Cramer's Mad Money - These Stocks Should Not Be Traded (3/31/10)

by: Miriam Metzinger

Stocks discussed on the in-depth session of Jim Cramer's Mad Money TV Program, Wednesday March 31.

Stocks That Should Not Be Traded : AIG (NYSE:AIG), Fannie Mae (FNM), Freddie Mac (FRE)

Some stocks trade long after they cease to function as public companies, and these "zombie securities" should be avoided at all costs. Cramer thinks it is an outrage that General Motors was allowed to trade even when it had filed for bankruptcy, was almost entirely owned by the government and its common stock was on the verge of cancellation. The same was true in the case of Fannie Mae (FNM), Freddie Mac (FRE) and AIG (AIG). Where was the SEC? Well, that is the question; "Wall Street is far more lightly regulated than any type of gambling," lamented Cramer.

Avoid the Ivory Tower

While Nouriel Roubini and Paul Krugman are considered to be the greatest minds on today's economy, Cramer encourages investors to think beyond the ivory tower. While academics have intellectual brilliance, not all of their recommendations should be followed. For instance, in the depths of the financial crisis in 2009, the experts were crying out to the government to nationalize the banks. However, after passing their "stress tests" many hard-hit banks were able to raise enough capital to stay afloat. Such a move would have been disastrous for their preferred shares and their bonds. The collateral damage would have been worse than "a half a dozen Lehman Brothers," said Cramer, adding; “We would never have recovered, let alone had the gigantic rally we caught in 2009 off the generational bottom.”

When to Consult the Charts: Big Lots (NYSE:BIG), Bank of America (NYSE:BAC)

While Cramer is usually a fundamentalist, meaning he bases his stock picks on the health of a company's underlying business rather on the movement of charts, there are times when looking at technicals can come in handy. Since money managers have so much influence on the movement of major stocks, it helps to know where these stocks are going. Charts are a good way of predicting when and what money managers are going to buy and sell based on past trends. Investors who followed the charts would have been able to predict the upside surprise after Big Lots' (BIG) rally or would have been able to detect the bottom in Bank of America (BAC). Fundamentals, however, still reign supreme, since they tell you what stocks are worth owning at what price.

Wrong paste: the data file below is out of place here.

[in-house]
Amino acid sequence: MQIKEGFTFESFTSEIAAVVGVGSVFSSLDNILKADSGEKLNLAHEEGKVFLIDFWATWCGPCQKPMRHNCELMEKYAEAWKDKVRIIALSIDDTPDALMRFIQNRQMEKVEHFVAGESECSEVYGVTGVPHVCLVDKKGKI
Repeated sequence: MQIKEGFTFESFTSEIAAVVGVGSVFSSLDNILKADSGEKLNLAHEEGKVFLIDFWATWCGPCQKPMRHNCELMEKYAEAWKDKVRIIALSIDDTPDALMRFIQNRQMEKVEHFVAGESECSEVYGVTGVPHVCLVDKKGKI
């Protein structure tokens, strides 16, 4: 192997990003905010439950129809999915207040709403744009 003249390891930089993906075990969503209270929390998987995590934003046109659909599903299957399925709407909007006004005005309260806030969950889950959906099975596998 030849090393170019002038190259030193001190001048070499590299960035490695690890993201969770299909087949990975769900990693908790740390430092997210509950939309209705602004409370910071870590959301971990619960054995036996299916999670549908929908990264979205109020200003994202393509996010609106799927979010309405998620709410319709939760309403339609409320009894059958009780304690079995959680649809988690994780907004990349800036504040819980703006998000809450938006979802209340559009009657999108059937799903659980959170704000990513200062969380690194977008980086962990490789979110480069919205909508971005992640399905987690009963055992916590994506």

Two Scary Bearish Myths

There are many people who have a vested interest in keeping stocks low, mainly because they might want to buy on an extreme decline. Two horror scenarios bears use to scare investors into staying on the sidelines is that the U.S economy will resemble Japan's "lost decade" or we will have hyperinflation as in the German Weimar Republic which preceded WWII

The U.S. has many advantages over Japan, and will most likely not face a decline so deep or so long. While some American banks were "too big to fail," Japan salvaged even its worst financial institutions and paid the price. Consumer spending recovered in the U.S. faster than it did in Japan, and with a growing population, younger citizens and less reliance on exports, America won't fall into the same kind of stagnation Japan did. Cramer also dismissed the threat of hyperinflation, even as the U.S. has been printing more dollars. It is unlikely the U.S. will move from a condition of intense deflation to hyperinflation without a period of growth in between. The bottom line: “sell when our fundamentals are faltering and not when the bears are trying to freak you out.”

The Importance of Inventory: Best Buy (NYSE:BBY), Apple (NASDAQ:AAPL), Corning (NYSE:GLW), Texas Instruments (NYSE:TXN)

One way of predicting whether an industry is in decline or is turning around is to look at inventory. This was especially true in the case of Best Buy (BBY). As soon as it said inventory was down, shares of Apple (AAPL), Texas Instruments (TXN) and Corning (GLW) moved up. Cramer also mentioned that credit access is also an important factor, since it determines whether a company can finance the next cycle.


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